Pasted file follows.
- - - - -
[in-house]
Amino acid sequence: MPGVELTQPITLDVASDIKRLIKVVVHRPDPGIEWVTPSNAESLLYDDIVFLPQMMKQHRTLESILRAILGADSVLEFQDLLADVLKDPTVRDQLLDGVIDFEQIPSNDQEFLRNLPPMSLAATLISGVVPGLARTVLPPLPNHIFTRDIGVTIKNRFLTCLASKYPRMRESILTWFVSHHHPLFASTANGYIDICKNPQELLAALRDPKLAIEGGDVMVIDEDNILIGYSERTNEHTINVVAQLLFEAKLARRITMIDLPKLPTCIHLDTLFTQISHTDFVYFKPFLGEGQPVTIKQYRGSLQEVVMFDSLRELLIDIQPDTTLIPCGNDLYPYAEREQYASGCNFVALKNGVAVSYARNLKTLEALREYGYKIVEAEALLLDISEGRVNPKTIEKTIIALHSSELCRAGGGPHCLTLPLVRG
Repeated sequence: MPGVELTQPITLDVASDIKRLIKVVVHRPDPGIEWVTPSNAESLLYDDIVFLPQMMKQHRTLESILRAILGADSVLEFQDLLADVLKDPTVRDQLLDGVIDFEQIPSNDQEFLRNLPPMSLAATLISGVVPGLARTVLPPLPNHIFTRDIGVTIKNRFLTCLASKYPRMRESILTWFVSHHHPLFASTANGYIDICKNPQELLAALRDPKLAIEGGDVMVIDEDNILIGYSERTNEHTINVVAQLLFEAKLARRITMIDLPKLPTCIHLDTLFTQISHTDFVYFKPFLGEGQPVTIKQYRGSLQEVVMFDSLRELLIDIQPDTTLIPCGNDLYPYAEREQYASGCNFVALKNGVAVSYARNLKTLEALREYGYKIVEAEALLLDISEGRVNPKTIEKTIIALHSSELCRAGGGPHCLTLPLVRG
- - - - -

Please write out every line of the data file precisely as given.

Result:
[in-house]
Amino acid sequence: MPGVELTQPITLDVASDIKRLIKVVVHRPDPGIEWVTPSNAESLLYDDIVFLPQMMKQHRTLESILRAILGADSVLEFQDLLADVLKDPTVRDQLLDGVIDFEQIPSNDQEFLRNLPPMSLAATLISGVVPGLARTVLPPLPNHIFTRDIGVTIKNRFLTCLASKYPRMRESILTWFVSHHHPLFASTANGYIDICKNPQELLAALRDPKLAIEGGDVMVIDEDNILIGYSERTNEHTINVVAQLLFEAKLARRITMIDLPKLPTCIHLDTLFTQISHTDFVYFKPFLGEGQPVTIKQYRGSLQEVVMFDSLRELLIDIQPDTTLIPCGNDLYPYAEREQYASGCNFVALKNGVAVSYARNLKTLEALREYGYKIVEAEALLLDISEGRVNPKTIEKTIIALHSSELCRAGGGPHCLTLPLVRG
Repeated sequence: MPGVELTQPITLDVASDIKRLIKVVVHRPDPGIEWVTPSNAESLLYDDIVFLPQMMKQHRTLESILRAILGADSVLEFQDLLADVLKDPTVRDQLLDGVIDFEQIPSNDQEFLRNLPPMSLAATLISGVVPGLARTVLPPLPNHIFTRDIGVTIKNRFLTCLASKYPRMRESILTWFVSHHHPLFASTANGYIDICKNPQELLAALRDPKLAIEGGDVMVIDEDNILIGYSERTNEHTINVVAQLLFEAKLARRITMIDLPKLPTCIHLDTLFTQISHTDFVYFKPFLGEGQPVTIKQYRGSLQEVVMFDSLRELLIDIQPDTTLIPCGNDLYPYAEREQYASGCNFVALKNGVAVSYARNLKTLEALREYGYKIVEAEALLLDISEGRVNPKTIEKTIIALHSSELCRAGGGPHCLTLPLVRG